|In trying to simultaneously present a true, yet comedic homage to the original television show and make. There are moments in Starsky & Hutch that are supposed to pull at your heart-strings (no joke) and then there are scenes where laughter is the key ingredient. Unfortunately, the filmmakers don't really hit the nail on the head as far as constructing a film filled to the brim with laughter. Mild chuckles and snickers will populate the audience during a viewing of this film, which if you are sitting in your living room watching the film on the television (courtesy of a nicely priced video rental) with some beer and pizza at your side, the film might make for an entertaining evening.|
In classic Stiller-style, Ben Stiller creates a character which possesses a fine wardrobe and hilarious sense of hair, but whose entire comedic effort is based on only one or two real jokes. Recycled endlessly in various increasingly lame forms, Stiller attempts to convince the audience that his one-joke persona is worth the time involved in viewing a feature length film. At this, Stiller usually fails and it falls upon Owen Wilson to pick up the incredible amount of slack. Which isn't usually a stretch for Wilson as he ultimately becomes the more natural and entertaining portion of the comedic duo.
As their characters are based on a pair of highly popular 1970's television personas, it is only natural that audiences would try to compare Stiller and Wilson's efforts to the original "Starsky & Hutch" television series that aired from 1975 to 1979. But what the filmmakers seem to have tried to attempt in this film is a crossing of a true homage to the original and a spoofing of it, though never attempting to stretch the story and characters into something newly hilarious or creative.
Creating an homage to a beloved film or television series is a fine ambition, but somewhere in honoring the original, the new version must find some new ground to tread in order to keep the material fresh and the audience on their toes. The truly devoted might fine solace in Starsky's famed mid-1970's Gran Torino rolling down the avenue in nearly every scene (it certainly is a beautiful car), but an automobile can hardly fill the void in this film where the jokes should have been stashed. Well, perhaps if the car could speak, it would be a different story. But then, this film would indeed be a different story if that were the case (and this would be a different remake, obviously).
In the usual vein of comedies that star Ben Stiller, it's probably more than a stretch to require of a film of this caliber a swiftly moving plot and hilariously delivered jokes. Starsky & Hutch just moves along at a snail's pace, twisting and turning in exactly the direction you might figure it would take. Predictability regarding plot far from dooms a film if the audience doesn't have a chance to focus on the plot due to a good amount snappy jokes being thrown at them in every scene. But every scene in this film isn't funny.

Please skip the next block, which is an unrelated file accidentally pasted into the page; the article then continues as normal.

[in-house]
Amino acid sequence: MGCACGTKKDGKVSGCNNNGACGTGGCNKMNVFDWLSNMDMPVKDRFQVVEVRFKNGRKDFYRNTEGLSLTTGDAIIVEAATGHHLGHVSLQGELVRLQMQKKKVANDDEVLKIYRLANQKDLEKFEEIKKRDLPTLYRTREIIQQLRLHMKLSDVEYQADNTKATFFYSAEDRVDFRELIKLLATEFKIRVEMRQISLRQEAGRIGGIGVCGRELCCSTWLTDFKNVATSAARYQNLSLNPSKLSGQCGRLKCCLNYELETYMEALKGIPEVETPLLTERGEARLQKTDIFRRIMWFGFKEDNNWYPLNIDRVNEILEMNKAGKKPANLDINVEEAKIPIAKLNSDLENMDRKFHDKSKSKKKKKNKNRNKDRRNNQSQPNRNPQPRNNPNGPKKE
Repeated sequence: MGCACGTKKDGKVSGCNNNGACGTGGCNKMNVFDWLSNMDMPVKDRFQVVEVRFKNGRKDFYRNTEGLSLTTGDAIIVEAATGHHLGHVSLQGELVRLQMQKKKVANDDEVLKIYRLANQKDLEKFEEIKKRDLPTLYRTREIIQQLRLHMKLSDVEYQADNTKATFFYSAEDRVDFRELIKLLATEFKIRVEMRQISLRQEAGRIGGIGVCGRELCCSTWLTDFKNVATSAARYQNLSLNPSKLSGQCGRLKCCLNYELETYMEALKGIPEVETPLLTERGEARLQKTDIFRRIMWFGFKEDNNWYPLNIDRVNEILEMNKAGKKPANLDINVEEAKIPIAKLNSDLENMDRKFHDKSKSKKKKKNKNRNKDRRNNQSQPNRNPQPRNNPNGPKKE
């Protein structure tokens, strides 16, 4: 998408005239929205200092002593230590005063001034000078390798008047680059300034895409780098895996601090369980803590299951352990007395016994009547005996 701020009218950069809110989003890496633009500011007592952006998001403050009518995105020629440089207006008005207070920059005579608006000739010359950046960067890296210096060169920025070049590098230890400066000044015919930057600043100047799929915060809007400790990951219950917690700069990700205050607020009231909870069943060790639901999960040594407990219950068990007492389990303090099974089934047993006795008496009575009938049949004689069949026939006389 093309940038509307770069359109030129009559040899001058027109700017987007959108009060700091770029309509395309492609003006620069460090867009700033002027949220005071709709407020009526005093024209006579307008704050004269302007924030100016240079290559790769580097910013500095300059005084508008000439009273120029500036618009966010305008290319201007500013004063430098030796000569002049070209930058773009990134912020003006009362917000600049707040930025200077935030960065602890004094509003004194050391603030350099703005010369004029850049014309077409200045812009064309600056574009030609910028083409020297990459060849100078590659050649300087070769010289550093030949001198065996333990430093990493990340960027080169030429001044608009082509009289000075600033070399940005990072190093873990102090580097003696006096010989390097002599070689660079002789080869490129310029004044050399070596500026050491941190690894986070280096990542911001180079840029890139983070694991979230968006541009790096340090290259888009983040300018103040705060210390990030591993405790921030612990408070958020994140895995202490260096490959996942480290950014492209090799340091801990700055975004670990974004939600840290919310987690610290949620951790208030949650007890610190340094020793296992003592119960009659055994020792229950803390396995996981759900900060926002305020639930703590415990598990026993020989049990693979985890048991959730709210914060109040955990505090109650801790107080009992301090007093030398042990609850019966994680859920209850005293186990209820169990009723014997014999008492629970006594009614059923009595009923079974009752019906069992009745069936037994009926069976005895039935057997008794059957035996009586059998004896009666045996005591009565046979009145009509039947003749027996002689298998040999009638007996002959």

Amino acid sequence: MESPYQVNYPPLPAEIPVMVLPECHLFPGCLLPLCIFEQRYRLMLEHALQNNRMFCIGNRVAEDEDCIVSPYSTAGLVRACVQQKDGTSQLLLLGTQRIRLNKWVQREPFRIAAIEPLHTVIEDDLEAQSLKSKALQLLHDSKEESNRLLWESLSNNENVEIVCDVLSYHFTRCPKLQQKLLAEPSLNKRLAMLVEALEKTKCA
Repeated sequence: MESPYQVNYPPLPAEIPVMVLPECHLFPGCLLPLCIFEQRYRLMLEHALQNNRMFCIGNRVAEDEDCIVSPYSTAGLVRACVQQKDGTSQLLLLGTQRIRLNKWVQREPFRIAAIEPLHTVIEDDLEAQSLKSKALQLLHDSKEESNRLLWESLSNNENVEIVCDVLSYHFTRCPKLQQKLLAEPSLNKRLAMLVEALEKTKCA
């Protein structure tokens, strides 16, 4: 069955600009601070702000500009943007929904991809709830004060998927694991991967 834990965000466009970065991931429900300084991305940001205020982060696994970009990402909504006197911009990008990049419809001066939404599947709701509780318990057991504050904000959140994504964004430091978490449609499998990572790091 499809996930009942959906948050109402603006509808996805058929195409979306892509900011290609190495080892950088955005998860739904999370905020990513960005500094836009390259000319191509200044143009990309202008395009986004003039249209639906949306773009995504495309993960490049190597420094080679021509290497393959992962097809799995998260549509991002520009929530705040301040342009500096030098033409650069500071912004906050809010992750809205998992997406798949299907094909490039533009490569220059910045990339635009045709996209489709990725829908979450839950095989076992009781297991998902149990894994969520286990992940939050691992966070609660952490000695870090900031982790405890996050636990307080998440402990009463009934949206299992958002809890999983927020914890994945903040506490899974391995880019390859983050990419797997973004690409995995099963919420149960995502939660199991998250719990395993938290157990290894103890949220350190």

Some of the jokes are thrown out there and just go splat. And then there's the few strange cuts and edits the filmmakers made ostensibly to tidy up the running time or comedic flat spots (they seem to have missed a few dozen there) which make the plot seem of such secondary importance. Actually, the plot seem to have been the last concern on anybody's mind, as there are specific interactions between certain cast members which would have been precipitated by a prior scene that seems to have been dumped off the face of the earth. It is not difficult to connect the simple dots lining this film, but this scene (which I won't describe so as not to ruin key plot happenings) is one of the final scenes and needed more of a set-up.
Although both Stiller and Wilson have their comedic ups and downs (though Wilson is certainly the more entertaining of the two), supporting actor Snoop Dogg seems to have been born to play the role of "Huggy Bear," a pimp-dressing pseudo-gangster police-informer type with a penchant for Cadillac vehicles and fine grass. Though it is perhaps unfortunate that all of the roles in the film belonging to women paint the female half of the species in a very dimwitted and misogynistic light. Namely Juliette Lewis, who is insultingly cast as Vince Vaughn's flighty girlfriend (what is an actress with her level of talent doing in such a horrid role?).
The technical aspects of the film are quite suitable, with the horrid clothing and hair-styles of the 1970's recreated in most instances without fault. Though some of the hair styles could have been shaggier (for the men) and more feathered (for the women), perhaps Stiller's creepy bouffant makes up for the hit-or-miss situation regarding the wigs. Perhaps one should admire the actor for having the courage to parade around town with a hair-style that would scare small children.
At the heart of Starsky & Hutch is a duo of performances from two actors who obviously loved the original series, and through the filmmakers' efforts in set-design, costuming, and cinematography, the slick world of the neurotic David Starsky and the free-wheeling Ken Hutchinson is faithfully recreated. The film has some funny jokes and some scenes that might approach a few comedic high points, but nothing in the film really leaps off the screen. A suitable homage it is, but a hilarious film it is not.
Review by Kelsey Wyatt.